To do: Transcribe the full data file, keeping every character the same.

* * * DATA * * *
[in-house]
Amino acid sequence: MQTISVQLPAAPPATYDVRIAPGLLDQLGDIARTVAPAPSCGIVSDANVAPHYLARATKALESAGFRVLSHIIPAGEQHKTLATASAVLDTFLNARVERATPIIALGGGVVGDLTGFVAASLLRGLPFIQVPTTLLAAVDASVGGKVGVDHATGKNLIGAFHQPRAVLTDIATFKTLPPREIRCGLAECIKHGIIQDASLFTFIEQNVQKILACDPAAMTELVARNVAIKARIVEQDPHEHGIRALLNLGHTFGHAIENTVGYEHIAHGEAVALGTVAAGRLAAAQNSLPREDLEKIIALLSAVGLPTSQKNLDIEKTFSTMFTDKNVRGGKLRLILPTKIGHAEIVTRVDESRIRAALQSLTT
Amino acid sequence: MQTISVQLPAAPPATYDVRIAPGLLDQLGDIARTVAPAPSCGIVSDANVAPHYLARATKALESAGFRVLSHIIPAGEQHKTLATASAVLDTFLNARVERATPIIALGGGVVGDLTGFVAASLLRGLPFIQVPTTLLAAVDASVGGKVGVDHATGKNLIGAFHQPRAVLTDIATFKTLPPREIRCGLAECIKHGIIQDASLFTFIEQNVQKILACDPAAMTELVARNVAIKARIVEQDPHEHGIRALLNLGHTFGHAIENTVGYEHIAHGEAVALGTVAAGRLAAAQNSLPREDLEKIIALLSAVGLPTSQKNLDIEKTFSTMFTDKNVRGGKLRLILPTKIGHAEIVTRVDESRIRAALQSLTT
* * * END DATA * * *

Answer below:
[in-house]
Amino acid sequence: MQTISVQLPAAPPATYDVRIAPGLLDQLGDIARTVAPAPSCGIVSDANVAPHYLARATKALESAGFRVLSHIIPAGEQHKTLATASAVLDTFLNARVERATPIIALGGGVVGDLTGFVAASLLRGLPFIQVPTTLLAAVDASVGGKVGVDHATGKNLIGAFHQPRAVLTDIATFKTLPPREIRCGLAECIKHGIIQDASLFTFIEQNVQKILACDPAAMTELVARNVAIKARIVEQDPHEHGIRALLNLGHTFGHAIENTVGYEHIAHGEAVALGTVAAGRLAAAQNSLPREDLEKIIALLSAVGLPTSQKNLDIEKTFSTMFTDKNVRGGKLRLILPTKIGHAEIVTRVDESRIRAALQSLTT
Amino acid sequence: MQTISVQLPAAPPATYDVRIAPGLLDQLGDIARTVAPAPSCGIVSDANVAPHYLARATKALESAGFRVLSHIIPAGEQHKTLATASAVLDTFLNARVERATPIIALGGGVVGDLTGFVAASLLRGLPFIQVPTTLLAAVDASVGGKVGVDHATGKNLIGAFHQPRAVLTDIATFKTLPPREIRCGLAECIKHGIIQDASLFTFIEQNVQKILACDPAAMTELVARNVAIKARIVEQDPHEHGIRALLNLGHTFGHAIENTVGYEHIAHGEAVALGTVAAGRLAAAQNSLPREDLEKIIALLSAVGLPTSQKNLDIEKTFSTMFTDKNVRGGKLRLILPTKIGHAEIVTRVDESRIRAALQSLTT